UCLA Transportation conducts two surveys annually that capture the commute habits of the University community: one for employees (SCAQMD Survey) and one for students (Student Transportation Survey).
The SCAQMD Survey satisfies the South Coast Air Quality Management District (SCAQMD) requirement for large employers (over 250 employees) to report the organization’s average vehicle ridership (AVR), which signifies the ratio of people to vehicles arriving at the worksite. The higher the AVR, the fewer vehicles there are in relationship to the population, which means more employees are carpooling, taking public transit, walking, telecommuting or engaging in some other alternative commute mode or work schedule. In 2015, UCLA achieved an AVR of 1.66, a slight decrease from the previous year’s 1.68 and well above SCAQMD’s mandatory compliance target of 1.50.
The Student Transportation Survey provides information on the travel patterns of undergraduate and graduate students residing both on and off campus. These two surveys are the sources for all UCLA mode split information contained in this report.
Approximately 40% of all UCLA commuters drive alone to campus, including close to 54% of employees and just over 26% of commuting students (Table 4). The remaining 60% of all commuters travel to UCLA by some form of alternative transportation, including carpool, vanpool, public transit, bicycling and walking.
Non-motorized transportation modes (bikes, scooters, pedestrians) account for more than 27% of all commuters, making this the largest block of alternative transportation users. Walkers constitute nearly 23% of all commuters, including 12% of employees (Figure 5) and close to 34% of students (Figure 6). More than 4% of commuters bicycle to UCLA, including more than 3% of employees and 5.5% of students.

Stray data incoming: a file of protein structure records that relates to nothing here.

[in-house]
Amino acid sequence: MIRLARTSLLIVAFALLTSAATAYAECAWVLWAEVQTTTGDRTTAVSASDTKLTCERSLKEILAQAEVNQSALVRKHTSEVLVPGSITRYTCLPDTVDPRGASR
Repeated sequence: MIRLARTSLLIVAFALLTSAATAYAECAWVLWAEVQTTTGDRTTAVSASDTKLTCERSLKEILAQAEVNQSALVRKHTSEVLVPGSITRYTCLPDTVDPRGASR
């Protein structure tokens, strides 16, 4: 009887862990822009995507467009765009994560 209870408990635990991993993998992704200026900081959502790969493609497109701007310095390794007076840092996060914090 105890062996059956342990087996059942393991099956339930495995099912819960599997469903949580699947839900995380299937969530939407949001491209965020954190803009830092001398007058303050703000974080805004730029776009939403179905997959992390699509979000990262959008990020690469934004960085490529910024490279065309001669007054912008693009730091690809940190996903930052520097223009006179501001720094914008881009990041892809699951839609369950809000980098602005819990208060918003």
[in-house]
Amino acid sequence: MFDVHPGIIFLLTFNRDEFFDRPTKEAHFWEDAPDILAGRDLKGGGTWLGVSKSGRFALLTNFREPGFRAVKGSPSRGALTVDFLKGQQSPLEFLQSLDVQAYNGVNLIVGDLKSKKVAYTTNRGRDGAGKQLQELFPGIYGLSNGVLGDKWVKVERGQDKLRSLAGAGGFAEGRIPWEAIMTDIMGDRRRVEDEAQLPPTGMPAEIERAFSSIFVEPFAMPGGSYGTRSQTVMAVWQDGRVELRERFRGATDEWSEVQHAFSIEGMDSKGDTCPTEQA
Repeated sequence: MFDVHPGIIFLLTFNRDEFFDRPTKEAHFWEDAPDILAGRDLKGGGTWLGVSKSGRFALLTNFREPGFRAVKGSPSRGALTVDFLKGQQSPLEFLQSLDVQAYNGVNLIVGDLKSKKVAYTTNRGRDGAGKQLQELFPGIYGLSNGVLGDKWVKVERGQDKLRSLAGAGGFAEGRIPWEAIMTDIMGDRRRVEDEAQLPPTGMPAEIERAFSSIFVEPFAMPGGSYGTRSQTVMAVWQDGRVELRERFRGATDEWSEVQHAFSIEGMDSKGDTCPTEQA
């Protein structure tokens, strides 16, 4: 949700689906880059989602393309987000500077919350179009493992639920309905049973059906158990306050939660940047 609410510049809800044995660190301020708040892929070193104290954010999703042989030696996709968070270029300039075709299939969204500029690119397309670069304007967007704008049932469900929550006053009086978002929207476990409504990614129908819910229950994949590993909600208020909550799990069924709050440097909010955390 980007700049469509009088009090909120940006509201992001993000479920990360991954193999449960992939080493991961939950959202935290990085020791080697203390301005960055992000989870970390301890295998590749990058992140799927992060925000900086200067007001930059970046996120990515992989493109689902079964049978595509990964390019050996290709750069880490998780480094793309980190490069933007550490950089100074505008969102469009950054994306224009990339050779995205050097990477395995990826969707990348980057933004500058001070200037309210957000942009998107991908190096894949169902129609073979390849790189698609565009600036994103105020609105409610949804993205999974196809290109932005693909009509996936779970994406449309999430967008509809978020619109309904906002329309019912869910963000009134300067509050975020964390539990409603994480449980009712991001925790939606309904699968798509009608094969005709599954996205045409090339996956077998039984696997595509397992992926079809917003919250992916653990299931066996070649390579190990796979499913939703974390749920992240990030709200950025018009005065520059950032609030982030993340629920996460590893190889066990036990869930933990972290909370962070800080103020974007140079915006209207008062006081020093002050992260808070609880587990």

More than 19% of all UCLA commuters take public transit, including 13% of employees and more than 25% of students. One-third of student public transit users ride the University-operated BruinBus, while the other two-thirds ride with one or more of UCLA’s six partner public transit agencies.
UCLA vanpools provide slightly less than 3% of all commutes to campus. Carpoolers make up nearly 8% of commuters, including more than 9% of employees and 6% of students. More than 3% of commuters come to UCLA by some mode other than those listed above. This group includes those that telecommute, are driven to campus and dropped off, ride a motorcycle, and other options.
More than 13,000 students live in residence halls or in other on-campus facilities. While these on-campus residents are not considered commuters, they still make an intra-campus trip to school each day and the transportation choices they make certainly have an impact on the University and the surrounding community. Trips to class or work for on-campus residents are dominated by non-motorized modes. Walking accounted for nearly 85% of on-campus trips, with biking adding an additional three percent. Seven percent rode BruinBus.
Mode choice varies greatly depending on the location of a student’s on-campus residence. Nine out of every 10 students in residence halls walked to class or work. For graduate residents living in Weyburn Terrace on the Southwest Campus, BruinBus was the mode of choice for nearly half of those students.
About the University of California, Los Angeles
UCLA’s primary purpose as a public research university is the creation, dissemination, preservation and application of knowledge for the betterment of our global society. To fulfill this mission, UCLA is committed to academic freedom in its fullest terms: We value open access to information, free and lively debate conducted with mutual respect for individuals, and freedom from intolerance. In all of our pursuits, we strive at once for excellence and diversity, recognizing that openness and inclusion produce true quality. These values underlie our three institutional responsibilities.